Run Run Shaw, a Hong Kong movie producer who was one of the most influential figures in Asia’s entertainment industry and is credited with popularizing the kung-fu genre in the West, died at the age of 106 on Tuesday.

The cause of his death was not revealed, but he died at his home in Hong Kong surrounded by his family, his company, Television Broadcasts Limited, or TVB, said in a statement. 

“With his vision and energy, he had built the company to become Hong Kong’s premier television station and a world leader in the Chinese-language television industry,” the statement said.

Shaw formed the television station TVB in 1967 and served as its executive chairman until 2011. TVB served as a launching pad for many stars, and it remains a driving force in Hong Kong's entertainment industry.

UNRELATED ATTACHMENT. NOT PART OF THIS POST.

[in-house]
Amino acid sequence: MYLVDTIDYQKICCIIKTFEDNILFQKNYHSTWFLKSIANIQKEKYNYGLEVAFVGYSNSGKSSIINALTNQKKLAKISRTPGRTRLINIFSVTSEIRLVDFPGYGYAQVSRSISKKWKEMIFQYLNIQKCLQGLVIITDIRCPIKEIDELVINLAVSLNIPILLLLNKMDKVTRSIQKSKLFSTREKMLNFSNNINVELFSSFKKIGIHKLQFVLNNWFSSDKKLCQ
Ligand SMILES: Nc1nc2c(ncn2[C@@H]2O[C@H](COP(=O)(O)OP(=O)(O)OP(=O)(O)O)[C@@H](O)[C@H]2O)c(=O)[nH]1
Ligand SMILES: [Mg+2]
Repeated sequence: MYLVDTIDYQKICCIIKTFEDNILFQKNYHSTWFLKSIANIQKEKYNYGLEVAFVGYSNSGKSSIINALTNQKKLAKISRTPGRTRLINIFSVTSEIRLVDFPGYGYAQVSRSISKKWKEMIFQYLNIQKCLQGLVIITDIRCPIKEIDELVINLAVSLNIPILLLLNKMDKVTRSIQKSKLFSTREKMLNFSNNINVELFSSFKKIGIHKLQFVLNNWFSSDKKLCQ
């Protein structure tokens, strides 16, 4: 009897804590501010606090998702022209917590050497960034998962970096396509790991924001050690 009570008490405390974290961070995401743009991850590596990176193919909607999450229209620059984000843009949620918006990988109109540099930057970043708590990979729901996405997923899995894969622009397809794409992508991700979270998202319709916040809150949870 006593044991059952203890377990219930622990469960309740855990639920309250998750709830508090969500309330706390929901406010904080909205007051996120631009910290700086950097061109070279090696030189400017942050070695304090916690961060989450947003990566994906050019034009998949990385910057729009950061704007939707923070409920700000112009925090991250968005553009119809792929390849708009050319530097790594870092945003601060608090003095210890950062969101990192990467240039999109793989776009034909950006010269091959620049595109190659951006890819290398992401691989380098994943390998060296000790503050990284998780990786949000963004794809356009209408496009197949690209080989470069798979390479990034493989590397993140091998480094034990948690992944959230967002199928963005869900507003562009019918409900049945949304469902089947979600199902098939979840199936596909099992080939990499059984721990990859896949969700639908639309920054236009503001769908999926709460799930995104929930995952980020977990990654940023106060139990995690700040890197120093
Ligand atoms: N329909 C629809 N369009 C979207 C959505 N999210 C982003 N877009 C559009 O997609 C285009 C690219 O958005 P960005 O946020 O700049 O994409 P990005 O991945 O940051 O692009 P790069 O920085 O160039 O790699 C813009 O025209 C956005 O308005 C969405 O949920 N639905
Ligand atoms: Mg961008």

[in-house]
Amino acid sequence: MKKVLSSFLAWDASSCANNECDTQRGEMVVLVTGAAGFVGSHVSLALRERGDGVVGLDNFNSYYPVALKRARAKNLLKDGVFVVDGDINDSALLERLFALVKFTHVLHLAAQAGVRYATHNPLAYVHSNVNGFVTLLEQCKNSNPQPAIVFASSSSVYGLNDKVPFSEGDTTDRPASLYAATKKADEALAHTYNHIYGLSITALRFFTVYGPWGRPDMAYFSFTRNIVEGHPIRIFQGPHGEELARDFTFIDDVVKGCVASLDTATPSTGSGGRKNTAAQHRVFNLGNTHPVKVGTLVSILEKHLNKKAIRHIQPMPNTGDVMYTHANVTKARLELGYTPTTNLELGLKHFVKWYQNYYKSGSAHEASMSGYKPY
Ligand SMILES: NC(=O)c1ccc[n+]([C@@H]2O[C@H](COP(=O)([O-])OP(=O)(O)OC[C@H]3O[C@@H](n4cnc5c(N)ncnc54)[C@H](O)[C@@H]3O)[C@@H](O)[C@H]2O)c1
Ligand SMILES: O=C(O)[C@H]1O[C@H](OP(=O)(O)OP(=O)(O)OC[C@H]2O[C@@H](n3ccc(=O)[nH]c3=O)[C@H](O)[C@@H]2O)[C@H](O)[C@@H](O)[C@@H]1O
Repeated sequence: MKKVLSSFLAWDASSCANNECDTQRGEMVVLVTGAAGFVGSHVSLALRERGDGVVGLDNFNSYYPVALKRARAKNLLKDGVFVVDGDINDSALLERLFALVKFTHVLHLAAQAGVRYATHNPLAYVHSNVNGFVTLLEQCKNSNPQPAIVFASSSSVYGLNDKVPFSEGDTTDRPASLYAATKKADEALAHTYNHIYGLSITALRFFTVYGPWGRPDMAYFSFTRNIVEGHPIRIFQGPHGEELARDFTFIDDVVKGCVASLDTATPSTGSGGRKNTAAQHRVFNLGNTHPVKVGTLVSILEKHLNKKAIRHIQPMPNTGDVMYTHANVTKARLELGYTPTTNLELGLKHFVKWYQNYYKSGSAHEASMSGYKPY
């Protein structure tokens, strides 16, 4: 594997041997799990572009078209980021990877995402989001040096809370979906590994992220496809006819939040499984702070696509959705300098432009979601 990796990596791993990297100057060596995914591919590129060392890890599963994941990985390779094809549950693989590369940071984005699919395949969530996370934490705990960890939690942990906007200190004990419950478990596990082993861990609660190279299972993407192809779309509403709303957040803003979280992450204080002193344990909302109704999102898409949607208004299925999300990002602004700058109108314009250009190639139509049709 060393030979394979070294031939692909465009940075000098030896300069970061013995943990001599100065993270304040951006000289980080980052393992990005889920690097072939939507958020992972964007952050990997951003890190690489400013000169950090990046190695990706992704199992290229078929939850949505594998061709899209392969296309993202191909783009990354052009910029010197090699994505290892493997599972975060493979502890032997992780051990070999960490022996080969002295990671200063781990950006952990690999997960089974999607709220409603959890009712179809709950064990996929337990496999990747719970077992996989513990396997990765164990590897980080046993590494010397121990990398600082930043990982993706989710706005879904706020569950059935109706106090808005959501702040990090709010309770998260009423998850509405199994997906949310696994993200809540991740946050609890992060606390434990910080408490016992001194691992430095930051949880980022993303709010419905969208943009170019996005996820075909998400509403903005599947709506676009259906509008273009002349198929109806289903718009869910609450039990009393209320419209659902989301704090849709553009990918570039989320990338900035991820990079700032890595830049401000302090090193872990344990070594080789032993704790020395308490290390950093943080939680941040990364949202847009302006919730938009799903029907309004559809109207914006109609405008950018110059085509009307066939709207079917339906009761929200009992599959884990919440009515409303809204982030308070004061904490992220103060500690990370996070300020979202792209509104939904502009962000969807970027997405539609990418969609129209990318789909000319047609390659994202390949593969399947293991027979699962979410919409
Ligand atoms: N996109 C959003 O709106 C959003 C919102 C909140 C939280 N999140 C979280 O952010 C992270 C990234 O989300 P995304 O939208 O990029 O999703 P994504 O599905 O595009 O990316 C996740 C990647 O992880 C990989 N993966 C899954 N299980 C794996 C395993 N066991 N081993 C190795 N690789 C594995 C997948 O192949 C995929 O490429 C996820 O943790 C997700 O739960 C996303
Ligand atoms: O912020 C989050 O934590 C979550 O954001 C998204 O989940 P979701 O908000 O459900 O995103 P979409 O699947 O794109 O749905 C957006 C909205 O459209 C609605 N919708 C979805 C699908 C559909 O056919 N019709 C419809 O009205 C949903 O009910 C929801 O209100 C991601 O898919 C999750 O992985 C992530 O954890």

His Shaw Brothers Studios, founded and operated along with his brother Runme Shaw, was the largest movie production company in Hong Kong. He also created “Movietown,” a studio-cum-residential complex in Hong Kong, where his actors worked and lived.  

Shaw was born Shao Ren Leng in Ningbo, China, but the exact year of his birth remains a mystery. While some reports say he was born on Nov. 23 in 1907, other reports claim he was born a year earlier, and his family has refused to clarify the issue.

Over a career spanning eight decades, Shaw popularized Chinese kung-fu films in the West. He also produced a handful of U.S. films, including “Blade Runner” and the 1979 disaster thriller “Meteor.”

According to reports, the “Celestial’s Shaw Brothers Film Library” consists of 760 feature films, making it the world’s largest Chinese film library. It is operated by Hong Kong-based Celestial Pictures.

In later life, Shaw spent more time on charity and philanthropic activities.